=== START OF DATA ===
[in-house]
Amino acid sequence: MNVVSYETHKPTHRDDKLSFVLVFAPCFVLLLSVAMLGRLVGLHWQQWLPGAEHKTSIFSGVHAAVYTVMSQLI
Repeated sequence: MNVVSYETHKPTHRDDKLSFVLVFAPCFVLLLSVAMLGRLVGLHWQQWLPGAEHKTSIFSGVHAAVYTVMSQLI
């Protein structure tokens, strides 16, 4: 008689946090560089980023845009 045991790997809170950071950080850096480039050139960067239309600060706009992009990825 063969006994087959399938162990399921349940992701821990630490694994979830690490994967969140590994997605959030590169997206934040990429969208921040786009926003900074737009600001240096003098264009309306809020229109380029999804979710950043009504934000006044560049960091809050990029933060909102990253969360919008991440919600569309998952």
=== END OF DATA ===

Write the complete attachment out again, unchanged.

[in-house]
Amino acid sequence: MNVVSYETHKPTHRDDKLSFVLVFAPCFVLLLSVAMLGRLVGLHWQQWLPGAEHKTSIFSGVHAAVYTVMSQLI
Repeated sequence: MNVVSYETHKPTHRDDKLSFVLVFAPCFVLLLSVAMLGRLVGLHWQQWLPGAEHKTSIFSGVHAAVYTVMSQLI
């Protein structure tokens, strides 16, 4: 008689946090560089980023845009 045991790997809170950071950080850096480039050139960067239309600060706009992009990825 063969006994087959399938162990399921349940992701821990630490694994979830690490994967969140590994997605959030590169997206934040990429969208921040786009926003900074737009600001240096003098264009309306809020229109380029999804979710950043009504934000006044560049960091809050990029933060909102990253969360919008991440919600569309998952």